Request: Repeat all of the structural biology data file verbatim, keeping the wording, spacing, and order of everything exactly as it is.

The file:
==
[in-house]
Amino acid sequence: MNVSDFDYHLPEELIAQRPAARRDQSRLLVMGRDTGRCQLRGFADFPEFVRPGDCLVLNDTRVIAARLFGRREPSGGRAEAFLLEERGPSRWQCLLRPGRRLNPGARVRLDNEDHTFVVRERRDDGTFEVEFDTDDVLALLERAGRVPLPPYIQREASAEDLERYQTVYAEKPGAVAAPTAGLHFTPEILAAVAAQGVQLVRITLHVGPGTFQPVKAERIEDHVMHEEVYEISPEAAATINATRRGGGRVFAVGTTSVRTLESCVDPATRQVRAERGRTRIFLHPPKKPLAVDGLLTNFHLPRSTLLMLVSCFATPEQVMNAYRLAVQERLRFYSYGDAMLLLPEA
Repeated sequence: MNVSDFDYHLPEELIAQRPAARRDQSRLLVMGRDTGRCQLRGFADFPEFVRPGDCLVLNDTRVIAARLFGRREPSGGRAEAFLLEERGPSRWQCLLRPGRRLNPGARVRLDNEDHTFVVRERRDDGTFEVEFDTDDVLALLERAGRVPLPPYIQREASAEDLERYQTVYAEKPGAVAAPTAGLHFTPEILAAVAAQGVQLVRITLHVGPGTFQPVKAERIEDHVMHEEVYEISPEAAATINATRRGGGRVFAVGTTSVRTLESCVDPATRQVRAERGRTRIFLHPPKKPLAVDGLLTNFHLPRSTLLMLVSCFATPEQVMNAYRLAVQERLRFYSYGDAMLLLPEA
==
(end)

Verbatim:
[in-house]
Amino acid sequence: MNVSDFDYHLPEELIAQRPAARRDQSRLLVMGRDTGRCQLRGFADFPEFVRPGDCLVLNDTRVIAARLFGRREPSGGRAEAFLLEERGPSRWQCLLRPGRRLNPGARVRLDNEDHTFVVRERRDDGTFEVEFDTDDVLALLERAGRVPLPPYIQREASAEDLERYQTVYAEKPGAVAAPTAGLHFTPEILAAVAAQGVQLVRITLHVGPGTFQPVKAERIEDHVMHEEVYEISPEAAATINATRRGGGRVFAVGTTSVRTLESCVDPATRQVRAERGRTRIFLHPPKKPLAVDGLLTNFHLPRSTLLMLVSCFATPEQVMNAYRLAVQERLRFYSYGDAMLLLPEA
Repeated sequence: MNVSDFDYHLPEELIAQRPAARRDQSRLLVMGRDTGRCQLRGFADFPEFVRPGDCLVLNDTRVIAARLFGRREPSGGRAEAFLLEERGPSRWQCLLRPGRRLNPGARVRLDNEDHTFVVRERRDDGTFEVEFDTDDVLALLERAGRVPLPPYIQREASAEDLERYQTVYAEKPGAVAAPTAGLHFTPEILAAVAAQGVQLVRITLHVGPGTFQPVKAERIEDHVMHEEVYEISPEAAATINATRRGGGRVFAVGTTSVRTLESCVDPATRQVRAERGRTRIFLHPPKKPLAVDGLLTNFHLPRSTLLMLVSCFATPEQVMNAYRLAVQERLRFYSYGDAMLLLPEA